Oil Flat on Week as Oil Supply Risks Meet Economic Headwinds


Pump jacks work at sunset in an oil field in Midland, Texas, U.S., August 22, 2018. REUTERS/Nick Oxford

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LONDON, May 20 (Reuters) – Oil prices edged lower on Friday as a planned European ban on Russian oil offset investor concerns about weakening economic growth and demand.

Brent crude futures for July fell 10 cents, or 0.1%, to $111.94 a barrel at 0920 GMT, while US West Texas Intermediate (WTI) crude for June fell 56 cents , or 0.5%, to $111.65 on the last day of the first month. .

The most actively traded WTI contract in July was down 0.23 cents at $109.66 a barrel.

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The International Monetary Fund (IMF) has urged Asian economies to be aware of the risks of contagion from monetary tightening.

Asian economies had to choose between supporting growth with more stimulus and withdrawing it to stabilize debt and inflation, IMF Deputy Managing Director Kenji Okamura said. Read more

While Bank of Japan policy works against a global shift to monetary tightening, central banks in the United States, Britain and Australia have recently hiked interest rates.

“If U.S. growth data continues to deteriorate, oil prices could get caught in the negative stock market feedback loop,” Stephen Innes, managing director of SPI Asset Management, said in a client note.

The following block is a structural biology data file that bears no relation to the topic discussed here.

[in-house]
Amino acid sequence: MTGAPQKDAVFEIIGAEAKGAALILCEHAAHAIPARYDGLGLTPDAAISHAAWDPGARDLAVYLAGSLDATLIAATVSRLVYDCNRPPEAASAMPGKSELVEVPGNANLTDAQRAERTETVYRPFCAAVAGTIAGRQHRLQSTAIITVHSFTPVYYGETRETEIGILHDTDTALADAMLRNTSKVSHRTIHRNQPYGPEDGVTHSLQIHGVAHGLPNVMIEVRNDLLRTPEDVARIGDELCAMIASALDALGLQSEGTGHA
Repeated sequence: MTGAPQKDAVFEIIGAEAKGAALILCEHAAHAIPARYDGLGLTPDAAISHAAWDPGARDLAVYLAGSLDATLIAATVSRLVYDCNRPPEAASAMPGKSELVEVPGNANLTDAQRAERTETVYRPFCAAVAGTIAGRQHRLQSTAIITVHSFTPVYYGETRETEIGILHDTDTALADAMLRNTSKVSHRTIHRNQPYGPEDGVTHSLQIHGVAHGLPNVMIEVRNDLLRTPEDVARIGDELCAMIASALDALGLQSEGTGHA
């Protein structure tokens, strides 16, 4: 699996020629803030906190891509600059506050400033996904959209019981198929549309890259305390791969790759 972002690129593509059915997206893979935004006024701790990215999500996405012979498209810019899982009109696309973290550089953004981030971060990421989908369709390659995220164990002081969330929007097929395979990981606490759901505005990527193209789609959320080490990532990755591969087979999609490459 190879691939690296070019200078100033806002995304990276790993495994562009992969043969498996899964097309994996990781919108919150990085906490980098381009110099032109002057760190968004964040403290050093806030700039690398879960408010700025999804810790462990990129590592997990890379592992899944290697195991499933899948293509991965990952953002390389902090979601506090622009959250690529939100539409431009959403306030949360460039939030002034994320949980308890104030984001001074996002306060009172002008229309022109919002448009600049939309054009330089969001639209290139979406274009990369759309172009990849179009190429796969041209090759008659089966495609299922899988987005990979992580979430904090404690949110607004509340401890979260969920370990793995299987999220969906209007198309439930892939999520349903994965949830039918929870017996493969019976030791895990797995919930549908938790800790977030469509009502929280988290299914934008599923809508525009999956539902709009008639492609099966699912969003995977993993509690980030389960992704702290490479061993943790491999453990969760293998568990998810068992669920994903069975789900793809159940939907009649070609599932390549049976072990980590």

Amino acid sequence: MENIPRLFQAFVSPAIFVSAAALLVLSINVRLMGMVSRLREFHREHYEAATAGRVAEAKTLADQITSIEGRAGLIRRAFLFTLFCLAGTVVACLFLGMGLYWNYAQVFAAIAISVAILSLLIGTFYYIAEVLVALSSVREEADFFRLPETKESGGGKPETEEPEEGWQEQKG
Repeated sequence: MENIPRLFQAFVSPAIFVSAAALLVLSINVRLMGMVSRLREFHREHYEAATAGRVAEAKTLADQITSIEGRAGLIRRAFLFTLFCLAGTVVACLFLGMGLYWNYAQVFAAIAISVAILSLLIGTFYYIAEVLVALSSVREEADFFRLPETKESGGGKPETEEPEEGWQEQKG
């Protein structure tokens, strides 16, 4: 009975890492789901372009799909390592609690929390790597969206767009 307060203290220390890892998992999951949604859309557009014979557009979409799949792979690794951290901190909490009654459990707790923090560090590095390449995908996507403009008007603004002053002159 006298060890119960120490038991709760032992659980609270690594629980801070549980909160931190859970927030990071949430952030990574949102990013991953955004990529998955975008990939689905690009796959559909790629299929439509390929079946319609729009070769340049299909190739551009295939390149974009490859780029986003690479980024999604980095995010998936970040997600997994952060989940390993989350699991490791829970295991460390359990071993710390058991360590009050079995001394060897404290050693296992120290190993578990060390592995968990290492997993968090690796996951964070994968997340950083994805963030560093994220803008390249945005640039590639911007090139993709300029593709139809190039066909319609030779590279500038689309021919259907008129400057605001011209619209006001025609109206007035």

Despite rising fuel prices, however, Americans were getting back behind the wheel, according to a Federal Highway Administration report on vehicle miles traveled. Read more

The European Union hopes to strike a deal on a proposed Russian crude import ban, which includes exclusions for EU states most dependent on Russian oil, such as Hungary. Read more

“The chances of an EU embargo being declared sooner rather than later have increased following Germany’s success in more than halving Russian oil imports in a very short period of time,” the firm said. BCA Research consultancy in a note.

“Further reductions in German imports of Russian oil will make it easier for the EU’s largest economy to withdraw from imports of Russian crude and products sooner rather than later.”

Iran, meanwhile, is finding it harder to sell its crude now that more Russian barrels are available, as exports of Iranian crude to China have fallen sharply since the start of the war in Ukraine, with Beijing buying Russian barrels At a reduced price. Read more

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Additional reporting by Scott DiSavino; edited by Frank Jack Daniel and Jason Neely

Our standards: The Thomson Reuters Trust Principles.


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